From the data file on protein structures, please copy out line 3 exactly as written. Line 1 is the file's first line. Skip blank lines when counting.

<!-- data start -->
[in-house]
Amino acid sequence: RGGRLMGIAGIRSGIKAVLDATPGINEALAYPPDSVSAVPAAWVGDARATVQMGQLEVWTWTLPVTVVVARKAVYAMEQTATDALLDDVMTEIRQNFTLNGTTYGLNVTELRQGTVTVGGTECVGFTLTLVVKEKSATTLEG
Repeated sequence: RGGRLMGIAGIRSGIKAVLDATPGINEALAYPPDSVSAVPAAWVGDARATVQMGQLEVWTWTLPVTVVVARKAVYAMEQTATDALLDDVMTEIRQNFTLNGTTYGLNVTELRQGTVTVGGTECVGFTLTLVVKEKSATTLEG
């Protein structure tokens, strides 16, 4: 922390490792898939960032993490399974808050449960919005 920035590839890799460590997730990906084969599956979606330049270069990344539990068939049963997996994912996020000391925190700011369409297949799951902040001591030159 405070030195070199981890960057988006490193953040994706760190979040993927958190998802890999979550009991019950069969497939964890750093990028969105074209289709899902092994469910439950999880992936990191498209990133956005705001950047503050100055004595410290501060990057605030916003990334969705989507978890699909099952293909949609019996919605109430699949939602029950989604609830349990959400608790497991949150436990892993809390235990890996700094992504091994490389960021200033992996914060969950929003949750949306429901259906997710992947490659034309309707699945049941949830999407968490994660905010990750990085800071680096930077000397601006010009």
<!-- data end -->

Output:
Repeated sequence: RGGRLMGIAGIRSGIKAVLDATPGINEALAYPPDSVSAVPAAWVGDARATVQMGQLEVWTWTLPVTVVVARKAVYAMEQTATDALLDDVMTEIRQNFTLNGTTYGLNVTELRQGTVTVGGTECVGFTLTLVVKEKSATTLEG